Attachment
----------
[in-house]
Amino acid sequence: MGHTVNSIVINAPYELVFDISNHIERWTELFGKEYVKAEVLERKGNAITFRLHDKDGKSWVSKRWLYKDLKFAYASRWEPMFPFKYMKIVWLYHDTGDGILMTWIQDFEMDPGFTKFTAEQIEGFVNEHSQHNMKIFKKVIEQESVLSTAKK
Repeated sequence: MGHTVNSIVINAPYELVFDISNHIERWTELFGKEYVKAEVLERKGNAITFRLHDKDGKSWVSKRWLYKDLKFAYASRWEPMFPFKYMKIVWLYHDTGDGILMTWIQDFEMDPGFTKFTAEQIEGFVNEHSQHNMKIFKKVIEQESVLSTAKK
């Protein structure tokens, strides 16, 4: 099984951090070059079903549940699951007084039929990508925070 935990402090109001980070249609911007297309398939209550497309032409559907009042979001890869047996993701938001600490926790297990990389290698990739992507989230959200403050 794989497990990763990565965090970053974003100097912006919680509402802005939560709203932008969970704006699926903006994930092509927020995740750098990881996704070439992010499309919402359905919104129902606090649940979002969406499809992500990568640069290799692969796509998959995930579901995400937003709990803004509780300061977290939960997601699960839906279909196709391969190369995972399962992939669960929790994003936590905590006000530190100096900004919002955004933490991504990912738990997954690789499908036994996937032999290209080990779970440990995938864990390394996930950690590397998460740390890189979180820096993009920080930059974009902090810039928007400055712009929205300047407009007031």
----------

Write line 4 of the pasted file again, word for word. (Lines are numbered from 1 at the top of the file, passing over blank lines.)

């Protein structure tokens, strides 16, 4: 099984951090070059079903549940699951007084039929990508925070 935990402090109001980070249609911007297309398939209550497309032409559907009042979001890869047996993701938001600490926790297990990389290698990739992507989230959200403050 794989497990990763990565965090970053974003100097912006919680509402802005939560709203932008969970704006699926903006994930092509927020995740750098990881996704070439992010499309919402359905919104129902606090649940979002969406499809992500990568640069290799692969796509998959995930579901995400937003709990803004509780300061977290939960997601699960839906279909196709391969190369995972399962992939669960929790994003936590905590006000530190100096900004919002955004933490991504990912738990997954690789499908036994996937032999290209080990779970440990995938864990390394996930950690590397998460740390890189979180820096993009920080930059974009902090810039928007400055712009929205300047407009007031």